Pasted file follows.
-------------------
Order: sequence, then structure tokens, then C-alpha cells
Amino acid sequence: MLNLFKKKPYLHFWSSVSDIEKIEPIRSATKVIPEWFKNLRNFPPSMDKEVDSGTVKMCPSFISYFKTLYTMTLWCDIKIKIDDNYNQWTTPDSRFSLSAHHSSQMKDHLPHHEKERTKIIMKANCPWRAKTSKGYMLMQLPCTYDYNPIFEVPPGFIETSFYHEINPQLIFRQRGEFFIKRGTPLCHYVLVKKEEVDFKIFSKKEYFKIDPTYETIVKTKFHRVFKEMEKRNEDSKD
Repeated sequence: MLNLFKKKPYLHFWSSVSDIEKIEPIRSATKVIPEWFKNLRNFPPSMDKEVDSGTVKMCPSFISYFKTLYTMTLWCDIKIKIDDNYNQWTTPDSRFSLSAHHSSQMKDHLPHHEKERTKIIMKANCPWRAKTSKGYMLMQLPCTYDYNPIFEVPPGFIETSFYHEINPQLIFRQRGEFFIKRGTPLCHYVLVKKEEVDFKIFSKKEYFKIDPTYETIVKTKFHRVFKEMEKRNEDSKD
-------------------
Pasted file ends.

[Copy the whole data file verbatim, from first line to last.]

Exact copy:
Order: sequence, then structure tokens, then C-alpha cells
Amino acid sequence: MLNLFKKKPYLHFWSSVSDIEKIEPIRSATKVIPEWFKNLRNFPPSMDKEVDSGTVKMCPSFISYFKTLYTMTLWCDIKIKIDDNYNQWTTPDSRFSLSAHHSSQMKDHLPHHEKERTKIIMKANCPWRAKTSKGYMLMQLPCTYDYNPIFEVPPGFIETSFYHEINPQLIFRQRGEFFIKRGTPLCHYVLVKKEEVDFKIFSKKEYFKIDPTYETIVKTKFHRVFKEMEKRNEDSKD
Repeated sequence: MLNLFKKKPYLHFWSSVSDIEKIEPIRSATKVIPEWFKNLRNFPPSMDKEVDSGTVKMCPSFISYFKTLYTMTLWCDIKIKIDDNYNQWTTPDSRFSLSAHHSSQMKDHLPHHEKERTKIIMKANCPWRAKTSKGYMLMQLPCTYDYNPIFEVPPGFIETSFYHEINPQLIFRQRGEFFIKRGTPLCHYVLVKKEEVDFKIFSKKEYFKIDPTYETIVKTKFHRVFKEMEKRNEDSKD